G protein-coupled receptors (GPCRs) are essential for cellular responses to external stimuli, by triggering changes in cyclic AMP (cAMP) pathways and the phosphatidylinositol pathway. Near half of the current drugs target GPCRs signaling.

Anne Marie Quinn, founder of Montana Molecular, explains on SelectScience how it’s possible to measure, in real time, multiple signaling pathways inside a living cell.

“Our very first product was for detection of diacylglycerol (DAG) an important component of GPCR signaling through the Gq pathway. We specifically wanted to differentiate between Gs, Gi and Gq signaling,” notes Quinn. “This is an important goal for both drug discovery and basic research.”

“Upon ligand binding, the Gs-coupled GPCR receptor activates adenylyl cyclase that in turn produces cAMP, governing important cellular responses. Gi-coupled GPCR receptors, however, inhibit adenylyl cyclase and cAMP production. The phosphatidylinositol pathway, on the other hand, is triggered by the Gq-coupled receptors. In Gq-coupled signaling, DAG and intracellular calcium act as second messengers, ultimately influencing cell functions.”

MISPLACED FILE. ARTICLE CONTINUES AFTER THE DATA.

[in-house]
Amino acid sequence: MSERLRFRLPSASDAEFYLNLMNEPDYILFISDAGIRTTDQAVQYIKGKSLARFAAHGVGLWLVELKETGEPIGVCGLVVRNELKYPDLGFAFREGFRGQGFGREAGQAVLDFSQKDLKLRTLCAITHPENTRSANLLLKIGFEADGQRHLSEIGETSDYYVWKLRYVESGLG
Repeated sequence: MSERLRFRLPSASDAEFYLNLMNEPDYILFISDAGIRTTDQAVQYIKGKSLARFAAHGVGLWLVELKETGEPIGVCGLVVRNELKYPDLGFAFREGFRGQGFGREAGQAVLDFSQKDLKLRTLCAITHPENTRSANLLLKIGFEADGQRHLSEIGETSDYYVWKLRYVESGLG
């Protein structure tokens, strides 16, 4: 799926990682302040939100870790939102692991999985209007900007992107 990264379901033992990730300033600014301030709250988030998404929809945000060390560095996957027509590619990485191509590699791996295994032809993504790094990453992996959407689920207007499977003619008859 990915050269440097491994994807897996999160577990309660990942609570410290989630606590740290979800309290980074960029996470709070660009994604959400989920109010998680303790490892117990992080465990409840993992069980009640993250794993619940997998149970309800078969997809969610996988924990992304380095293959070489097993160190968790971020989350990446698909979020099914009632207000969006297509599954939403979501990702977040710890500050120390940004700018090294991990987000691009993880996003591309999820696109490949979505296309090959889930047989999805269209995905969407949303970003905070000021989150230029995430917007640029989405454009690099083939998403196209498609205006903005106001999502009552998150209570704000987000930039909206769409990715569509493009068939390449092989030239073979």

The fluorescent bioscensors developped by Montana Molecular allow to follow both intracellular cAMP and DAG.

The use of two biosensors measuring different players in cell signaling can reveal more about the effects of a drug. Image courtesy of Montana Molecular for SelectScience